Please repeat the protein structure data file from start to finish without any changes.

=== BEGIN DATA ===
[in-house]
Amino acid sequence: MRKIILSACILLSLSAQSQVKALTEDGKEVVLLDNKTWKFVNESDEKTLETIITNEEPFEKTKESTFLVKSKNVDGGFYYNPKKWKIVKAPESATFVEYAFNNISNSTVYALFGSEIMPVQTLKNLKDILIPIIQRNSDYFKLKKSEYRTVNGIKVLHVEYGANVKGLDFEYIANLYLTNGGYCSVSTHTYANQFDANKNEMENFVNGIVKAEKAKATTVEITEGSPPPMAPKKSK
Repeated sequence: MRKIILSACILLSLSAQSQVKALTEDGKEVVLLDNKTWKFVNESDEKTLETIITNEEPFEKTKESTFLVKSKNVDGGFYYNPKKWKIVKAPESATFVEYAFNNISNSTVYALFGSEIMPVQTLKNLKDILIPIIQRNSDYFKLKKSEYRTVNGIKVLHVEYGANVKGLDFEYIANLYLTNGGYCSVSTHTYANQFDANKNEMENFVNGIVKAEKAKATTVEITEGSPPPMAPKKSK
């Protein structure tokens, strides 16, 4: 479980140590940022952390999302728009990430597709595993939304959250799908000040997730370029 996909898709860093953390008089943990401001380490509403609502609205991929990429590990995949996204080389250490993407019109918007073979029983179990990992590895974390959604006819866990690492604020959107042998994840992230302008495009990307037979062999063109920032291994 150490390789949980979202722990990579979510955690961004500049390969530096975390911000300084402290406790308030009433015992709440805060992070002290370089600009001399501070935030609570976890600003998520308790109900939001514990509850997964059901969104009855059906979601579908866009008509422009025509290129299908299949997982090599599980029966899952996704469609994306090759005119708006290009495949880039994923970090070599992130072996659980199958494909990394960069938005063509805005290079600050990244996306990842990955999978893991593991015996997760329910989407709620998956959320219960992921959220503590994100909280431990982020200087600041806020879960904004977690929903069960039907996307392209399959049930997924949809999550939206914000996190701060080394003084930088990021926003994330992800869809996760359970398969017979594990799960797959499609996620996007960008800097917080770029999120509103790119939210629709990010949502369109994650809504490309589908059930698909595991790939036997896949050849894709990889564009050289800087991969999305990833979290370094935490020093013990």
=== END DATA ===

[in-house]
Amino acid sequence: MRKIILSACILLSLSAQSQVKALTEDGKEVVLLDNKTWKFVNESDEKTLETIITNEEPFEKTKESTFLVKSKNVDGGFYYNPKKWKIVKAPESATFVEYAFNNISNSTVYALFGSEIMPVQTLKNLKDILIPIIQRNSDYFKLKKSEYRTVNGIKVLHVEYGANVKGLDFEYIANLYLTNGGYCSVSTHTYANQFDANKNEMENFVNGIVKAEKAKATTVEITEGSPPPMAPKKSK
Repeated sequence: MRKIILSACILLSLSAQSQVKALTEDGKEVVLLDNKTWKFVNESDEKTLETIITNEEPFEKTKESTFLVKSKNVDGGFYYNPKKWKIVKAPESATFVEYAFNNISNSTVYALFGSEIMPVQTLKNLKDILIPIIQRNSDYFKLKKSEYRTVNGIKVLHVEYGANVKGLDFEYIANLYLTNGGYCSVSTHTYANQFDANKNEMENFVNGIVKAEKAKATTVEITEGSPPPMAPKKSK
């Protein structure tokens, strides 16, 4: 479980140590940022952390999302728009990430597709595993939304959250799908000040997730370029 996909898709860093953390008089943990401001380490509403609502609205991929990429590990995949996204080389250490993407019109918007073979029983179990990992590895974390959604006819866990690492604020959107042998994840992230302008495009990307037979062999063109920032291994 150490390789949980979202722990990579979510955690961004500049390969530096975390911000300084402290406790308030009433015992709440805060992070002290370089600009001399501070935030609570976890600003998520308790109900939001514990509850997964059901969104009855059906979601579908866009008509422009025509290129299908299949997982090599599980029966899952996704469609994306090759005119708006290009495949880039994923970090070599992130072996659980199958494909990394960069938005063509805005290079600050990244996306990842990955999978893991593991015996997760329910989407709620998956959320219960992921959220503590994100909280431990982020200087600041806020879960904004977690929903069960039907996307392209399959049930997924949809999550939206914000996190701060080394003084930088990021926003994330992800869809996760359970398969017979594990799960797959499609996620996007960008800097917080770029999120509103790119939210629709990010949502369109994650809504490309589908059930698909595991790939036997896949050849894709990889564009050289800087991969999305990833979290370094935490020093013990």